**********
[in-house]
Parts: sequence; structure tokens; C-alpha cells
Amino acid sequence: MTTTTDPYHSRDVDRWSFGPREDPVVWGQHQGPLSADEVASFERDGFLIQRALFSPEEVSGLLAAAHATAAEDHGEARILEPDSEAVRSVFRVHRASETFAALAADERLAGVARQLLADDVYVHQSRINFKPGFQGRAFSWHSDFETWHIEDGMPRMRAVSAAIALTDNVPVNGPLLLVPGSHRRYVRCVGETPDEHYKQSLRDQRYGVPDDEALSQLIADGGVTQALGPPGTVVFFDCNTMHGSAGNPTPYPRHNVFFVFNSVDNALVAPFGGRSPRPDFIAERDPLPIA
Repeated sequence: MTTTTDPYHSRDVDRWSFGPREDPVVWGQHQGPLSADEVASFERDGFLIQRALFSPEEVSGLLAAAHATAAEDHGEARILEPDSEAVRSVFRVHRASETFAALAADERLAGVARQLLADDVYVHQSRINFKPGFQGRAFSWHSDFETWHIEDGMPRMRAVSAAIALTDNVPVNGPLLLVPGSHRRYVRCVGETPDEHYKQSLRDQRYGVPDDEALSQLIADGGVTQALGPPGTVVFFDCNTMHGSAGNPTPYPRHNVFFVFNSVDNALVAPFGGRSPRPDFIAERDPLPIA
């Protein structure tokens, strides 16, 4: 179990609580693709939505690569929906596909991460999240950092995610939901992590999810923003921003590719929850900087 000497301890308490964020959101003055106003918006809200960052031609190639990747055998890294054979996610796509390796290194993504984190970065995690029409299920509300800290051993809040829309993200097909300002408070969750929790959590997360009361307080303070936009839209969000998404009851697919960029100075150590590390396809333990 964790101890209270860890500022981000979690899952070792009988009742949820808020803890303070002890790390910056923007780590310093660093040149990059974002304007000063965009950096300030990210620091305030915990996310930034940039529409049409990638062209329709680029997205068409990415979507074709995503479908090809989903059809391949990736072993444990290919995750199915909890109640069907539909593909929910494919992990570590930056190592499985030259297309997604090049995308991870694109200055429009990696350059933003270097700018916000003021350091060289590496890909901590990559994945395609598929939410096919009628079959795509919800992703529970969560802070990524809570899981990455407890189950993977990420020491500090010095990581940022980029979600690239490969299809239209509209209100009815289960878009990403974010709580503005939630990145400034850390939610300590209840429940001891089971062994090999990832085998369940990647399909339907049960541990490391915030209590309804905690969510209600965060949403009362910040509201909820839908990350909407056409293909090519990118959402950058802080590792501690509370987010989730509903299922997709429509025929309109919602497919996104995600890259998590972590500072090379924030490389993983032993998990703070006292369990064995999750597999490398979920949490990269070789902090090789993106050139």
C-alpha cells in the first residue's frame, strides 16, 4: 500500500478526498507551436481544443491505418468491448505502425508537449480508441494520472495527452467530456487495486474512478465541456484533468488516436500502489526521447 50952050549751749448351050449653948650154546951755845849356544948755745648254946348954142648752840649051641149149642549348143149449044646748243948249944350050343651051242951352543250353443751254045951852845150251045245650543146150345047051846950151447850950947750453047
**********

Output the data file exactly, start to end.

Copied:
[in-house]
Parts: sequence; structure tokens; C-alpha cells
Amino acid sequence: MTTTTDPYHSRDVDRWSFGPREDPVVWGQHQGPLSADEVASFERDGFLIQRALFSPEEVSGLLAAAHATAAEDHGEARILEPDSEAVRSVFRVHRASETFAALAADERLAGVARQLLADDVYVHQSRINFKPGFQGRAFSWHSDFETWHIEDGMPRMRAVSAAIALTDNVPVNGPLLLVPGSHRRYVRCVGETPDEHYKQSLRDQRYGVPDDEALSQLIADGGVTQALGPPGTVVFFDCNTMHGSAGNPTPYPRHNVFFVFNSVDNALVAPFGGRSPRPDFIAERDPLPIA
Repeated sequence: MTTTTDPYHSRDVDRWSFGPREDPVVWGQHQGPLSADEVASFERDGFLIQRALFSPEEVSGLLAAAHATAAEDHGEARILEPDSEAVRSVFRVHRASETFAALAADERLAGVARQLLADDVYVHQSRINFKPGFQGRAFSWHSDFETWHIEDGMPRMRAVSAAIALTDNVPVNGPLLLVPGSHRRYVRCVGETPDEHYKQSLRDQRYGVPDDEALSQLIADGGVTQALGPPGTVVFFDCNTMHGSAGNPTPYPRHNVFFVFNSVDNALVAPFGGRSPRPDFIAERDPLPIA
């Protein structure tokens, strides 16, 4: 179990609580693709939505690569929906596909991460999240950092995610939901992590999810923003921003590719929850900087 000497301890308490964020959101003055106003918006809200960052031609190639990747055998890294054979996610796509390796290194993504984190970065995690029409299920509300800290051993809040829309993200097909300002408070969750929790959590997360009361307080303070936009839209969000998404009851697919960029100075150590590390396809333990 964790101890209270860890500022981000979690899952070792009988009742949820808020803890303070002890790390910056923007780590310093660093040149990059974002304007000063965009950096300030990210620091305030915990996310930034940039529409049409990638062209329709680029997205068409990415979507074709995503479908090809989903059809391949990736072993444990290919995750199915909890109640069907539909593909929910494919992990570590930056190592499985030259297309997604090049995308991870694109200055429009990696350059933003270097700018916000003021350091060289590496890909901590990559994945395609598929939410096919009628079959795509919800992703529970969560802070990524809570899981990455407890189950993977990420020491500090010095990581940022980029979600690239490969299809239209509209209100009815289960878009990403974010709580503005939630990145400034850390939610300590209840429940001891089971062994090999990832085998369940990647399909339907049960541990490391915030209590309804905690969510209600965060949403009362910040509201909820839908990350909407056409293909090519990118959402950058802080590792501690509370987010989730509903299922997709429509025929309109919602497919996104995600890259998590972590500072090379924030490389993983032993998990703070006292369990064995999750597999490398979920949490990269070789902090090789993106050139």
C-alpha cells in the first residue's frame, strides 16, 4: 500500500478526498507551436481544443491505418468491448505502425508537449480508441494520472495527452467530456487495486474512478465541456484533468488516436500502489526521447 50952050549751749448351050449653948650154546951755845849356544948755745648254946348954142648752840649051641149149642549348143149449044646748243948249944350050343651051242951352543250353443751254045951852845150251045245650543146150345047051846950151447850950947750453047